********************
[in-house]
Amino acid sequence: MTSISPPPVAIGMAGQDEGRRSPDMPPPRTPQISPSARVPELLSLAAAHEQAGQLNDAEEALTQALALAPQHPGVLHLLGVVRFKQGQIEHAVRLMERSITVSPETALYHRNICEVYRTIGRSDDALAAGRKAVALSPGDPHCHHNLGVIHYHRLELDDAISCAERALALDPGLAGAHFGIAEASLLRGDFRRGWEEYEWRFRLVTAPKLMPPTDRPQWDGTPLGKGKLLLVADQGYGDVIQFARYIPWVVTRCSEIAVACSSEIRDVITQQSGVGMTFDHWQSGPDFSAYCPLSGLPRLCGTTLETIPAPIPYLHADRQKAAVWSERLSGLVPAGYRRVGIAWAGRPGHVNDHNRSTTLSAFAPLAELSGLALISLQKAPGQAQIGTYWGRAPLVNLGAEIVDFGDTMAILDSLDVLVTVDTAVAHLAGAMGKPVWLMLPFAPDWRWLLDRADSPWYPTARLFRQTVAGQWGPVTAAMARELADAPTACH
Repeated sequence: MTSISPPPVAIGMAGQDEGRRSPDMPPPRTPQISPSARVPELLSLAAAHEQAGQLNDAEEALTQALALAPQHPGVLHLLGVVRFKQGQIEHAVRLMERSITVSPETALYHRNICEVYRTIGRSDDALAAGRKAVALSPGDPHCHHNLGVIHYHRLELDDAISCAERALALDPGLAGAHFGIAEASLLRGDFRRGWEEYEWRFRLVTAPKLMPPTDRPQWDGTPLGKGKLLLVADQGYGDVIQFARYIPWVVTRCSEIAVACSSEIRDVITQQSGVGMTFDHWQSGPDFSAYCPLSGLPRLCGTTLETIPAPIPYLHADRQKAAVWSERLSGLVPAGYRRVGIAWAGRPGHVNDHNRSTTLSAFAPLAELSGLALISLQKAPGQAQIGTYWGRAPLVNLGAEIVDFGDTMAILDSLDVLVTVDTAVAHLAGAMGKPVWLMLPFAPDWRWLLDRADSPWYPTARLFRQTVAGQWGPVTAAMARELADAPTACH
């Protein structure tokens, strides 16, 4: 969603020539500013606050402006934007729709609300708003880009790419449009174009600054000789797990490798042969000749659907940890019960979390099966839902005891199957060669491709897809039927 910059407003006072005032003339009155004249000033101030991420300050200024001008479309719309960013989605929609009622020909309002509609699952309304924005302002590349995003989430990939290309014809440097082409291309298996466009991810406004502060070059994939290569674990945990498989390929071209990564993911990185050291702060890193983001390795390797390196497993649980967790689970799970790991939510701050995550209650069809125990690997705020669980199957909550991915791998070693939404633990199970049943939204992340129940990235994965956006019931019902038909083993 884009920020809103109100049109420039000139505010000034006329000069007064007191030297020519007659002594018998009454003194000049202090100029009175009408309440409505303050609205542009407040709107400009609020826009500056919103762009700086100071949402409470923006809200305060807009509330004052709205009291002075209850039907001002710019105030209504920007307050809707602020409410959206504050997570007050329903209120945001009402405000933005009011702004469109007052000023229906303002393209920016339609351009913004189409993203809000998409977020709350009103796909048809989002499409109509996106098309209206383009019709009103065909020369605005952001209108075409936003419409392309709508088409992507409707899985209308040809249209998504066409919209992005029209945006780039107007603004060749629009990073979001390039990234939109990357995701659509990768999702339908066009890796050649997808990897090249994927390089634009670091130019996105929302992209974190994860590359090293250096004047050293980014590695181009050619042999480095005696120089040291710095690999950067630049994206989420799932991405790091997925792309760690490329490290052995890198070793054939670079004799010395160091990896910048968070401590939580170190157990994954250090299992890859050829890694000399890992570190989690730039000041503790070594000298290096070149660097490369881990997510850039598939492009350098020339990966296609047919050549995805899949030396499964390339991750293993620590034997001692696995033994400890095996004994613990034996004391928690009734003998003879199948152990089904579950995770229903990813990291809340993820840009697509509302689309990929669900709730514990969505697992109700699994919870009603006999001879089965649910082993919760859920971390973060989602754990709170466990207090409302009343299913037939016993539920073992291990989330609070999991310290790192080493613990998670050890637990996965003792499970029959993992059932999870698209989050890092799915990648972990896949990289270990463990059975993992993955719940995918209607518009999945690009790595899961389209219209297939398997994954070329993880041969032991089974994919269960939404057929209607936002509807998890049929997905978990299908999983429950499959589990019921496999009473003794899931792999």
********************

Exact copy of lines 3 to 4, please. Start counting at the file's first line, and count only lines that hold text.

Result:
Repeated sequence: MTSISPPPVAIGMAGQDEGRRSPDMPPPRTPQISPSARVPELLSLAAAHEQAGQLNDAEEALTQALALAPQHPGVLHLLGVVRFKQGQIEHAVRLMERSITVSPETALYHRNICEVYRTIGRSDDALAAGRKAVALSPGDPHCHHNLGVIHYHRLELDDAISCAERALALDPGLAGAHFGIAEASLLRGDFRRGWEEYEWRFRLVTAPKLMPPTDRPQWDGTPLGKGKLLLVADQGYGDVIQFARYIPWVVTRCSEIAVACSSEIRDVITQQSGVGMTFDHWQSGPDFSAYCPLSGLPRLCGTTLETIPAPIPYLHADRQKAAVWSERLSGLVPAGYRRVGIAWAGRPGHVNDHNRSTTLSAFAPLAELSGLALISLQKAPGQAQIGTYWGRAPLVNLGAEIVDFGDTMAILDSLDVLVTVDTAVAHLAGAMGKPVWLMLPFAPDWRWLLDRADSPWYPTARLFRQTVAGQWGPVTAAMARELADAPTACH
């Protein structure tokens, strides 16, 4: 969603020539500013606050402006934007729709609300708003880009790419449009174009600054000789797990490798042969000749659907940890019960979390099966839902005891199957060669491709897809039927 910059407003006072005032003339009155004249000033101030991420300050200024001008479309719309960013989605929609009622020909309002509609699952309304924005302002590349995003989430990939290309014809440097082409291309298996466009991810406004502060070059994939290569674990945990498989390929071209990564993911990185050291702060890193983001390795390797390196497993649980967790689970799970790991939510701050995550209650069809125990690997705020669980199957909550991915791998070693939404633990199970049943939204992340129940990235994965956006019931019902038909083993 884009920020809103109100049109420039000139505010000034006329000069007064007191030297020519007659002594018998009454003194000049202090100029009175009408309440409505303050609205542009407040709107400009609020826009500056919103762009700086100071949402409470923006809200305060807009509330004052709205009291002075209850039907001002710019105030209504920007307050809707602020409410959206504050997570007050329903209120945001009402405000933005009011702004469109007052000023229906303002393209920016339609351009913004189409993203809000998409977020709350009103796909048809989002499409109509996106098309209206383009019709009103065909020369605005952001209108075409936003419409392309709508088409992507409707899985209308040809249209998504066409919209992005029209945006780039107007603004060749629009990073979001390039990234939109990357995701659509990768999702339908066009890796050649997808990897090249994927390089634009670091130019996105929302992209974190994860590359090293250096004047050293980014590695181009050619042999480095005696120089040291710095690999950067630049994206989420799932991405790091997925792309760690490329490290052995890198070793054939670079004799010395160091990896910048968070401590939580170190157990994954250090299992890859050829890694000399890992570190989690730039000041503790070594000298290096070149660097490369881990997510850039598939492009350098020339990966296609047919050549995805899949030396499964390339991750293993620590034997001692696995033994400890095996004994613990034996004391928690009734003998003879199948152990089904579950995770229903990813990291809340993820840009697509509302689309990929669900709730514990969505697992109700699994919870009603006999001879089965649910082993919760859920971390973060989602754990709170466990207090409302009343299913037939016993539920073992291990989330609070999991310290790192080493613990998670050890637990996965003792499970029959993992059932999870698209989050890092799915990648972990896949990289270990463990059975993992993955719940995918209607518009999945690009790595899961389209219209297939398997994954070329993880041969032991089974994919269960939404057929209607936002509807998890049929997905978990299908999983429950499959589990019921496999009473003794899931792999």